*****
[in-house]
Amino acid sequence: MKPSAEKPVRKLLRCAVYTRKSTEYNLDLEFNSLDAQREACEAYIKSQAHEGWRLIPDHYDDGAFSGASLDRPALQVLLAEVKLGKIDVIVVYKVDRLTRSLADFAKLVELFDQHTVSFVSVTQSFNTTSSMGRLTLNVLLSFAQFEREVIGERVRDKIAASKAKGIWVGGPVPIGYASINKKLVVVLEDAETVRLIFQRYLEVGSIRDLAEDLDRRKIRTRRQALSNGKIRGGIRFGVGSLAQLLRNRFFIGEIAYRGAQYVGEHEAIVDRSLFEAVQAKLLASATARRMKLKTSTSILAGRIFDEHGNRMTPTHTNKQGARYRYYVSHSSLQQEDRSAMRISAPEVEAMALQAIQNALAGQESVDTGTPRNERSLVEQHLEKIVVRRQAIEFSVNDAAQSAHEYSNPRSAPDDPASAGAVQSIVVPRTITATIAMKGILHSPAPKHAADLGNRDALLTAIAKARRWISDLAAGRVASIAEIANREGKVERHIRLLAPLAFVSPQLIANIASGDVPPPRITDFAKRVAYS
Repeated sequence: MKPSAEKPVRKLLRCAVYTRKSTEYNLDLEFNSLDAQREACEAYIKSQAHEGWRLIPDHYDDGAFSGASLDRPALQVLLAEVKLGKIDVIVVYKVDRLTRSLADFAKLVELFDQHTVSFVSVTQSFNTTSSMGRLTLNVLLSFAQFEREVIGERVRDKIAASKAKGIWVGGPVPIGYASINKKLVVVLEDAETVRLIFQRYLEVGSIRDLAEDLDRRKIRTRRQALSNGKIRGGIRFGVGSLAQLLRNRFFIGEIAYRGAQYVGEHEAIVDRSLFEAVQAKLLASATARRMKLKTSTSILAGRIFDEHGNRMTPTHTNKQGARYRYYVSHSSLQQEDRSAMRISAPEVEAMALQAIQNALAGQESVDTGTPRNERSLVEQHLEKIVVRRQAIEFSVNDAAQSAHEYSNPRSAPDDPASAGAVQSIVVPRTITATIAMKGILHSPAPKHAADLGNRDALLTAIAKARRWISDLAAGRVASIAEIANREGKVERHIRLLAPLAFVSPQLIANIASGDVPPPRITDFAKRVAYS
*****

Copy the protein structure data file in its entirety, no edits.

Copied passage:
[in-house]
Amino acid sequence: MKPSAEKPVRKLLRCAVYTRKSTEYNLDLEFNSLDAQREACEAYIKSQAHEGWRLIPDHYDDGAFSGASLDRPALQVLLAEVKLGKIDVIVVYKVDRLTRSLADFAKLVELFDQHTVSFVSVTQSFNTTSSMGRLTLNVLLSFAQFEREVIGERVRDKIAASKAKGIWVGGPVPIGYASINKKLVVVLEDAETVRLIFQRYLEVGSIRDLAEDLDRRKIRTRRQALSNGKIRGGIRFGVGSLAQLLRNRFFIGEIAYRGAQYVGEHEAIVDRSLFEAVQAKLLASATARRMKLKTSTSILAGRIFDEHGNRMTPTHTNKQGARYRYYVSHSSLQQEDRSAMRISAPEVEAMALQAIQNALAGQESVDTGTPRNERSLVEQHLEKIVVRRQAIEFSVNDAAQSAHEYSNPRSAPDDPASAGAVQSIVVPRTITATIAMKGILHSPAPKHAADLGNRDALLTAIAKARRWISDLAAGRVASIAEIANREGKVERHIRLLAPLAFVSPQLIANIASGDVPPPRITDFAKRVAYS
Repeated sequence: MKPSAEKPVRKLLRCAVYTRKSTEYNLDLEFNSLDAQREACEAYIKSQAHEGWRLIPDHYDDGAFSGASLDRPALQVLLAEVKLGKIDVIVVYKVDRLTRSLADFAKLVELFDQHTVSFVSVTQSFNTTSSMGRLTLNVLLSFAQFEREVIGERVRDKIAASKAKGIWVGGPVPIGYASINKKLVVVLEDAETVRLIFQRYLEVGSIRDLAEDLDRRKIRTRRQALSNGKIRGGIRFGVGSLAQLLRNRFFIGEIAYRGAQYVGEHEAIVDRSLFEAVQAKLLASATARRMKLKTSTSILAGRIFDEHGNRMTPTHTNKQGARYRYYVSHSSLQQEDRSAMRISAPEVEAMALQAIQNALAGQESVDTGTPRNERSLVEQHLEKIVVRRQAIEFSVNDAAQSAHEYSNPRSAPDDPASAGAVQSIVVPRTITATIAMKGILHSPAPKHAADLGNRDALLTAIAKARRWISDLAAGRVASIAEIANREGKVERHIRLLAPLAFVSPQLIANIASGDVPPPRITDFAKRVAYS